Duserick captures this well in her own definition of home. “Home, then, is an intersection of place and people. If it’s the people that make the place, then do you even need the place? Yes—everyone recognizes that meeting your first-year classmates over Zoom in the fall would be insufficient. Even though we are always on the move, you still need the place to bring you to the people. Home is wherever you meaningfully find people that you bring forward with you into the rest of your life—but that person you find can be you.”
Arguably, an enduring aspect of life at Yale is its rhythm, and it is in many ways this rhythm that makes the Yale experience so comforting, so easy to buy into. After the shopping period at the beginning of each semester, students settle into a regular routine of classes, mealtimes, extracurriculars, and social activities. This rhythm persists through the semester, repeats in the next, and shapes much of the student experience. For Charles Bailyn, Benjamin Franklin’s Head of College and the A. Bartlett Giamatti Professor of Astronomy and Astrophysics, the disruption to this routine at the hands of the coronavirus is what has characterised the university’s pandemic experience.
“Academic life has very powerful rhythms,” Professor Bailyn explained. “There’s a day once per year where suddenly all the first-year students appear. A couple of months later everything stops for a week for Thanksgiving. Then over the winter break it is as empty as it is now. In mid-January, everyone reappears. In the spring, sure as night follows day, we have spring break, then the last classes, then reading period and finals, then senior week, then Commencement, then reunions. Then the summer programs come and go, and we begin all over again.”
For Bailyn, this routine has defined university life since its establishment, and without it, the university is fragmented. “So it has been, year on year, since I first came to Yale four decades ago, and with gradual modifications for over three centuries since the place was founded.
This year, for the first time in living memory, the pattern was broken. And broken severely—the seniors saw their Yale experience ended with 72 hours’ notice while most of them were out of town, and we are all now scattered to the four corners of the Earth.”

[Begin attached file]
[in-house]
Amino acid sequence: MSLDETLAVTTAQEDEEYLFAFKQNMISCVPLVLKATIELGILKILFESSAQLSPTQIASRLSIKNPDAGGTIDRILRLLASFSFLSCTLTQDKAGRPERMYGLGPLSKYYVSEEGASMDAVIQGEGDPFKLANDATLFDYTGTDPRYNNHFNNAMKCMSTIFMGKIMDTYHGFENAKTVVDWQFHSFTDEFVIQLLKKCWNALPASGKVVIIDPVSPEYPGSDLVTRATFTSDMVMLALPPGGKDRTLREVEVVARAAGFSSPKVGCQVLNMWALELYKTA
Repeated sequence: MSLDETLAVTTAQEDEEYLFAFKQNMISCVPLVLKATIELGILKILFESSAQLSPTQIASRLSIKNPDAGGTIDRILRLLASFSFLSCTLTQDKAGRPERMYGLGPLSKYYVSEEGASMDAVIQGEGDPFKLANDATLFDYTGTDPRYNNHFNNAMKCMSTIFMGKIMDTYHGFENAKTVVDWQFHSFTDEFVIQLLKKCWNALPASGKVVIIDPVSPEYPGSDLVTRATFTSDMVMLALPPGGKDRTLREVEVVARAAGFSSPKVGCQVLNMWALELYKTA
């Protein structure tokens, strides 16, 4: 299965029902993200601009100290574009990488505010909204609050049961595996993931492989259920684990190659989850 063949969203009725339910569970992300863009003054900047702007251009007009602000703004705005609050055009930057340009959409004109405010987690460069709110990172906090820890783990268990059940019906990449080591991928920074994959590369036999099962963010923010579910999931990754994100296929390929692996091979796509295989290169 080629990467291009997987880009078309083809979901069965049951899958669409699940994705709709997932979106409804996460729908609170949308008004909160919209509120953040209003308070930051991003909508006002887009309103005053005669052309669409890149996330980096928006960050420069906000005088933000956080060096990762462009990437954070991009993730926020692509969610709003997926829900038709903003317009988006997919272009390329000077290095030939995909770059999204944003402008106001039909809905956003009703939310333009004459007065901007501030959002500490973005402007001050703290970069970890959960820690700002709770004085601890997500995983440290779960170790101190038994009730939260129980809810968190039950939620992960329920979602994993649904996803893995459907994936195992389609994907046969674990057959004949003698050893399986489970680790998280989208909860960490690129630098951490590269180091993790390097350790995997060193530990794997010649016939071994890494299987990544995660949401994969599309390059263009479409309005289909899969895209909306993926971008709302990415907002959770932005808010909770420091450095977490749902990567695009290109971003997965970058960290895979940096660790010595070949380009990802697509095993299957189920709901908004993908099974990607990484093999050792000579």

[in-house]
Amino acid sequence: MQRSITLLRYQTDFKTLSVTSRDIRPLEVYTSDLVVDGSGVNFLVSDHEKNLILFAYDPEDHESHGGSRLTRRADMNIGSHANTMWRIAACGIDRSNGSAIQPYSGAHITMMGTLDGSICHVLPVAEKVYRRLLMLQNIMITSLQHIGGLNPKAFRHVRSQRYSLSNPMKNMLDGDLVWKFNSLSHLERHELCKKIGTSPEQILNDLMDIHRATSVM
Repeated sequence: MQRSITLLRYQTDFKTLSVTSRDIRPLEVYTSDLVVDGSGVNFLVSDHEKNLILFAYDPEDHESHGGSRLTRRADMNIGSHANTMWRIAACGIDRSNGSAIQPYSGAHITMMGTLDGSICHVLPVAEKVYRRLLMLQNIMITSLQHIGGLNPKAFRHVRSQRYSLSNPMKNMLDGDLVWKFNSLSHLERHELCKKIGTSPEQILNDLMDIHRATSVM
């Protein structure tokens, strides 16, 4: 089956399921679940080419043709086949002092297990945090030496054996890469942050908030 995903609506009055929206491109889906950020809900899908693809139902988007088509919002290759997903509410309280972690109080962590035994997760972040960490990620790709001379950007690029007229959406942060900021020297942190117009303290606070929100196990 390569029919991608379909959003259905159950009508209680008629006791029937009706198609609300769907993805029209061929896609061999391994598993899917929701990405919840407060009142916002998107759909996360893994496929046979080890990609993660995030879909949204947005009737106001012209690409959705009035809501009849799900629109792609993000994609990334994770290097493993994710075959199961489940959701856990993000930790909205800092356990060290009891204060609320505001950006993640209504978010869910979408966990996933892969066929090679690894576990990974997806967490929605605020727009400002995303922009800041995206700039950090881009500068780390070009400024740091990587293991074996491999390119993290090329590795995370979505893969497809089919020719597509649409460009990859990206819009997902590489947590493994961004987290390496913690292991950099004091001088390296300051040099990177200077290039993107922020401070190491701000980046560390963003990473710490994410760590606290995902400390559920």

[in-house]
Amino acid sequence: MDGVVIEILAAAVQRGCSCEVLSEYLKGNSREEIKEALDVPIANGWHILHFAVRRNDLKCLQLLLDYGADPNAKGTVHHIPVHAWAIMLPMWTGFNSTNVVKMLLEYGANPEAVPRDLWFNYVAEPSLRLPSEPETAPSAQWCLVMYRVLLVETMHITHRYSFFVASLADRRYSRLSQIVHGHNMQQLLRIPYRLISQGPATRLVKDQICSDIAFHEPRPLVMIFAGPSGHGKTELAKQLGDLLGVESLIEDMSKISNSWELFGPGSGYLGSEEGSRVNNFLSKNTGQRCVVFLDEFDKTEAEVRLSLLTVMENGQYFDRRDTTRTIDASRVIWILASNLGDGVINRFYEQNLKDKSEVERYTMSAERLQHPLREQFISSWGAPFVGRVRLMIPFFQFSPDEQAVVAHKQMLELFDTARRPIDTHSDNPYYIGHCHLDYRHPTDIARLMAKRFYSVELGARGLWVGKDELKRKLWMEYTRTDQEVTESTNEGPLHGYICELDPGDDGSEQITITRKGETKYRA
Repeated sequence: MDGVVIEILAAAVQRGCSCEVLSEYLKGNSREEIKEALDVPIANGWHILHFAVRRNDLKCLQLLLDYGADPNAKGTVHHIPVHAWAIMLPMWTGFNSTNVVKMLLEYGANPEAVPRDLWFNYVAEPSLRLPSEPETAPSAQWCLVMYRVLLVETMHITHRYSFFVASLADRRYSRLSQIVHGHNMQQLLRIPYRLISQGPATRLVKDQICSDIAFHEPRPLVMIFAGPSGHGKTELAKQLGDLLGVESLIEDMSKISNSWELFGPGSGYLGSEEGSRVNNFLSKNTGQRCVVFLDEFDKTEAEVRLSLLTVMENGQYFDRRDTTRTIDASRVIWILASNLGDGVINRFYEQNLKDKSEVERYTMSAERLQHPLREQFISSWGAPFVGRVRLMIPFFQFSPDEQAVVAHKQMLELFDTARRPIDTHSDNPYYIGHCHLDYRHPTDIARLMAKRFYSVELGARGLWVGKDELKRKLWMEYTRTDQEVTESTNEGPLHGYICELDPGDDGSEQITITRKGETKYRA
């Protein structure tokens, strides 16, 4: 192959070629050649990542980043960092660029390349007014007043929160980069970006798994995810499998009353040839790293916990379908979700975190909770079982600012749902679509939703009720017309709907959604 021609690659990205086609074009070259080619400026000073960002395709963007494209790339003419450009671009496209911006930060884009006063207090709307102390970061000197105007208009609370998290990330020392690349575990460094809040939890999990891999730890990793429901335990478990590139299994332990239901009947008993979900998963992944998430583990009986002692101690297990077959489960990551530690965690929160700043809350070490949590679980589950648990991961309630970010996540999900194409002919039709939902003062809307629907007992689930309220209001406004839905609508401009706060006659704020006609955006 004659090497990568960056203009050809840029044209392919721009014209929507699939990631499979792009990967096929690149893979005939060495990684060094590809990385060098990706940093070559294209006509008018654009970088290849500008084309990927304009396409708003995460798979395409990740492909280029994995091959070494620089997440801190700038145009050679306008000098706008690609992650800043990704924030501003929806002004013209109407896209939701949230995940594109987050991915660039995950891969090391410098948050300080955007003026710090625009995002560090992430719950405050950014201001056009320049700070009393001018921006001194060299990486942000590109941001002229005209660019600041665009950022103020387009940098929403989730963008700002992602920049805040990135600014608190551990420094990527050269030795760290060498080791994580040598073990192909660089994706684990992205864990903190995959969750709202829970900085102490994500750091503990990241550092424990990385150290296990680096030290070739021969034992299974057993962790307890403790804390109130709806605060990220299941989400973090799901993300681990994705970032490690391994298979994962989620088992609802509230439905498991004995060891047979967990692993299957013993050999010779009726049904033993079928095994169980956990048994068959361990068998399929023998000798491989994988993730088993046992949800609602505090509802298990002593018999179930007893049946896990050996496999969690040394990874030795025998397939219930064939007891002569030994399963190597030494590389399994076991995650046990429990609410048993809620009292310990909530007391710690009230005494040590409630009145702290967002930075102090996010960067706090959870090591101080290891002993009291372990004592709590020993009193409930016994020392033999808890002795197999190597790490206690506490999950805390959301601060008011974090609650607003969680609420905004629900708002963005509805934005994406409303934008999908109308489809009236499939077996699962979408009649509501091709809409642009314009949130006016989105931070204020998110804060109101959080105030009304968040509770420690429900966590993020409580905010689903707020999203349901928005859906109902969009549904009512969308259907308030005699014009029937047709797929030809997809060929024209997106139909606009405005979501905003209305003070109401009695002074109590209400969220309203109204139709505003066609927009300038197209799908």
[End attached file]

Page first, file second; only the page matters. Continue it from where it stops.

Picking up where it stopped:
Perhaps what makes this experience so unnerving, then, is that it is still unclear what the campus experience in the fall will look like—and whether the rhythm of past years will return at all. Until the university made its official announcement in early July, it was not clear if the student body would be able to return to campus at all, and all the students could do was wait. For the staff, however, the experience was not so quiet. Interlocking planning committees and task forces were in a frenzy, preparing different contingency plans to cover any number of situations that might arise. The July 1 announcement itself did not relieve much of the uncertainty, given that the already limited on-campus residence could be disrupted at any time if the pandemic worsens. The leaders of the university cannot predict how the virus will shape the fall semester, or the likelihood of another peak. On this uncertainty, Professor Bailyn made two things clear:
“First, it won’t be back to normal in September. In fact, I’m not sure it will ever be exactly as it was. But the other thing I’m sure of is that the spirit of the place, in which students and faculty from all across the globe come together to share their knowledge and experiences, and travel together down life’s road for a while, will continue. Whether it is in the form of those Zoom squares that have come to dominate our visual imaginations, or whether we will see each other in the flesh across the courtyard, one way or another we will still cross-pollinate the experiences of a wonderfully diverse population. The evolutionary biologists tell us that hybrid breeds are often more robust than any of the strains they arise from. That’s the basis of what we do here in the university (indeed, that’s why we call it a ‘universe-ity’), and what we will continue to do in the future.”
Phoebe Campbell is a junior in Benjamin Franklin College. She can be contacted at firstname.lastname@example.org.